GM has been pondering the mid-size truck problem for a while. Mr. Leach started his design duties on the Denali XT in 2005, immediately following his work on the VE Ute.
To kick-off planning, GM design chief Ed Welburn and key truck executives flew to Australia to participate face-to-face in brainstorming sessions that plotted the XT's size, purpose, and style. They also had to create a business case for the sport truck that made sense.
"The XT was not designed in a vacuum," explains Mr. Leach. "Nowadays, we've got to leverage GM's global resources. We've got to find a production partner somewhere else in the world for this to be financially doable."
The XT slowly and deliberately evolved from computer renderings into scale models, so the right proportions, styling and engineering solutions could be worked out simultaneously.
"In terms of overall packaging, the insides, the suspension geometry, wheelbase, and roof height - it's all doable. Even the 23-inch wheels," says Mr. Leach.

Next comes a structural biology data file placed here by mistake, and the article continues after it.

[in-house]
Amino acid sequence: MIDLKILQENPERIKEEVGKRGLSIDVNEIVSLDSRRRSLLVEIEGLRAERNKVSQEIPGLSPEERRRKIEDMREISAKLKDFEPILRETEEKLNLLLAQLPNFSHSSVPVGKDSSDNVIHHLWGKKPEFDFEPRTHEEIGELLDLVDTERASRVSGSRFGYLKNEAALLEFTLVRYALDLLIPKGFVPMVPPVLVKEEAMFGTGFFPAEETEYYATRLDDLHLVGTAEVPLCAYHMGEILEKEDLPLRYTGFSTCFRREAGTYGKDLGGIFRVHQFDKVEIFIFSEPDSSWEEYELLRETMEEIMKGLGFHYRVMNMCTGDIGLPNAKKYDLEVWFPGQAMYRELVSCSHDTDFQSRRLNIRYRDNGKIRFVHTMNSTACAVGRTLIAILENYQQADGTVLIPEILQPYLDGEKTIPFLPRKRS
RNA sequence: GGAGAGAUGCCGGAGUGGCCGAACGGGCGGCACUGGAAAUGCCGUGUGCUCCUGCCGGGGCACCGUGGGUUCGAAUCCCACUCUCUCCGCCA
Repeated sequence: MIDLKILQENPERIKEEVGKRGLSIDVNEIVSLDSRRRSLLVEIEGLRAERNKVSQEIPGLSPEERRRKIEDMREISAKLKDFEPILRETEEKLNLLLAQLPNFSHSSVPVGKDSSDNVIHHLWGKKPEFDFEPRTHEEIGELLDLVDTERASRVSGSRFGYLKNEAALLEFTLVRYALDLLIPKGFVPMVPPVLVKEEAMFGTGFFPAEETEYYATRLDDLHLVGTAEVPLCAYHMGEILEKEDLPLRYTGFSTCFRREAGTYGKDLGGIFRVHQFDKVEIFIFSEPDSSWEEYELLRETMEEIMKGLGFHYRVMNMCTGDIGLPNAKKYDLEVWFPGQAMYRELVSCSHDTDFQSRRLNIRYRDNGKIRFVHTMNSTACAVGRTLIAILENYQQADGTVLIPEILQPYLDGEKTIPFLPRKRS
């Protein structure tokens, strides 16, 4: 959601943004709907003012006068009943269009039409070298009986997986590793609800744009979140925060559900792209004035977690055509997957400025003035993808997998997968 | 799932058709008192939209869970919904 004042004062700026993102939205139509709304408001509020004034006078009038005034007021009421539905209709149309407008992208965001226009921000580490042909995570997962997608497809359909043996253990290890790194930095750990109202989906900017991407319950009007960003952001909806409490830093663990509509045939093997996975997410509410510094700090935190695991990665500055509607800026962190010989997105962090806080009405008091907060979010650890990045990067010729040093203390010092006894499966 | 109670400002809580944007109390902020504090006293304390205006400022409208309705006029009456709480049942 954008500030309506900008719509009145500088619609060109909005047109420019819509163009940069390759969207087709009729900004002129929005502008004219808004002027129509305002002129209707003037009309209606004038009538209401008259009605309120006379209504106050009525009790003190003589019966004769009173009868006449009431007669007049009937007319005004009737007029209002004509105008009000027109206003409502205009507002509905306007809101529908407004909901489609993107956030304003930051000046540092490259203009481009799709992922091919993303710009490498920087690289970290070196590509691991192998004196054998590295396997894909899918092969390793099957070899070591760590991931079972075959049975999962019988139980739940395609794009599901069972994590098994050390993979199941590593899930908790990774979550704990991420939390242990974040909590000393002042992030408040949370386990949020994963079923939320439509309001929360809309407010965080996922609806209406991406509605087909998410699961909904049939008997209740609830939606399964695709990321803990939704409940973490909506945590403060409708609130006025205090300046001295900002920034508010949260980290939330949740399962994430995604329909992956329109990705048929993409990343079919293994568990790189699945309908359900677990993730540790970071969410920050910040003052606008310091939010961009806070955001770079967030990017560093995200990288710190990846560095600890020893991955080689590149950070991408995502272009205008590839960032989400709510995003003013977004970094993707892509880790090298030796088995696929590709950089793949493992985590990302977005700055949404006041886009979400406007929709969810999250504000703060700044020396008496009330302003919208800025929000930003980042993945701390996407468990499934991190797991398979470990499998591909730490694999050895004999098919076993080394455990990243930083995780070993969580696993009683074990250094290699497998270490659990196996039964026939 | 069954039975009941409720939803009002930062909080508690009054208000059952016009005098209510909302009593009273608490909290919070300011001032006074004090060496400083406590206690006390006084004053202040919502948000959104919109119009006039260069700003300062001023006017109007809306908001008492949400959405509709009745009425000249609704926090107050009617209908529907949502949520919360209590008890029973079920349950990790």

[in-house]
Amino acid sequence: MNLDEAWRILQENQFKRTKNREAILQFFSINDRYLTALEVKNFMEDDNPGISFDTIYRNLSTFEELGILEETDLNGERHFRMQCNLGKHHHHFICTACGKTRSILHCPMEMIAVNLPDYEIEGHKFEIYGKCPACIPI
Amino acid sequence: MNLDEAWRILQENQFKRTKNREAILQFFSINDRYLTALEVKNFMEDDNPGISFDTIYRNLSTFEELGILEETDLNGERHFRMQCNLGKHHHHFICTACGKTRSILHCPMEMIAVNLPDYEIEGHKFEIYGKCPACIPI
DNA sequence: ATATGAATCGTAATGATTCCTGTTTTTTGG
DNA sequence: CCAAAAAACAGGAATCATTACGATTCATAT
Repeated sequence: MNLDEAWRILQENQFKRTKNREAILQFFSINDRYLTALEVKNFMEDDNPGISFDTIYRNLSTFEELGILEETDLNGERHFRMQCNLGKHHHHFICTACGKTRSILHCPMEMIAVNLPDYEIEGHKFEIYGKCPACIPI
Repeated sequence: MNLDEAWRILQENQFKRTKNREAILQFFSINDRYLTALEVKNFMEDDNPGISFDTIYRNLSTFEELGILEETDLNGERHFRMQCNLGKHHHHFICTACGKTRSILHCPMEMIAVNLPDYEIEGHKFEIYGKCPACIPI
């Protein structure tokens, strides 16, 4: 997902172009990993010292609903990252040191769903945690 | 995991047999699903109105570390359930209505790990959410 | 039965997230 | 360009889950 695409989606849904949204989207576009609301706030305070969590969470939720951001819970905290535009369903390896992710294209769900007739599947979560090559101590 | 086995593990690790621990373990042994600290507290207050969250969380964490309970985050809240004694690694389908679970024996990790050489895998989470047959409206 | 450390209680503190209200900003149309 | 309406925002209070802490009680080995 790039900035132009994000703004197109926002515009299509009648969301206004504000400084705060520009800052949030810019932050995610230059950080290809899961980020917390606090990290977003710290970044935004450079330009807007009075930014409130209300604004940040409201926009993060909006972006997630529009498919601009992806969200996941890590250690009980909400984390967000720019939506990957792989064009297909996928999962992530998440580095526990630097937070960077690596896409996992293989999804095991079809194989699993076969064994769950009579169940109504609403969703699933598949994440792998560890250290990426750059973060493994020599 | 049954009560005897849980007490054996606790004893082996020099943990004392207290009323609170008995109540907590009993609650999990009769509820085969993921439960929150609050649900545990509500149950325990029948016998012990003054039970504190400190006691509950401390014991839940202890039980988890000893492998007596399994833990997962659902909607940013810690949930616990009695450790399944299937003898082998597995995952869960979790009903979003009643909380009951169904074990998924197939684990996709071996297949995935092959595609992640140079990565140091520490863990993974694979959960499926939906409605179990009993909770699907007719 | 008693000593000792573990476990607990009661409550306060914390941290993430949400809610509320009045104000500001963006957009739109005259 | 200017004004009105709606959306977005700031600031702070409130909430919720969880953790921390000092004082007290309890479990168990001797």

By October of last year, the Holden team was ready to present the XT to GM's car czar, Bob Lutz.
Fellow Australian Paul Clarke, the man responsible for building the wildly retro Holden Efijy coupe concept, took charge of creating the lifesize clay model that would need to knock the socks off Mr. Lutz. It did.
Mr. Clarke also built the running model and tends to it like a proud father doting over his kid. He knows its mechanicals inside and out.
Nobody at GM is saying the GMC Denali XT is going to reach production. It has to make sense financially, but Crewman-style car-trucks have already proven to be more popular than originally expected Down Under. Will American truck buyers adopt the XT as well? If so, we predict we'll be saying goodbye to body-on-frame small pickups, like the GMC Canyon, sooner than we think and hello to this Australian-designed hauler.
XT model maker Paul Clarke (pictured at left) and lead designer Warrack
Leach (right) celebrate their American-style Crewman Ute by throwing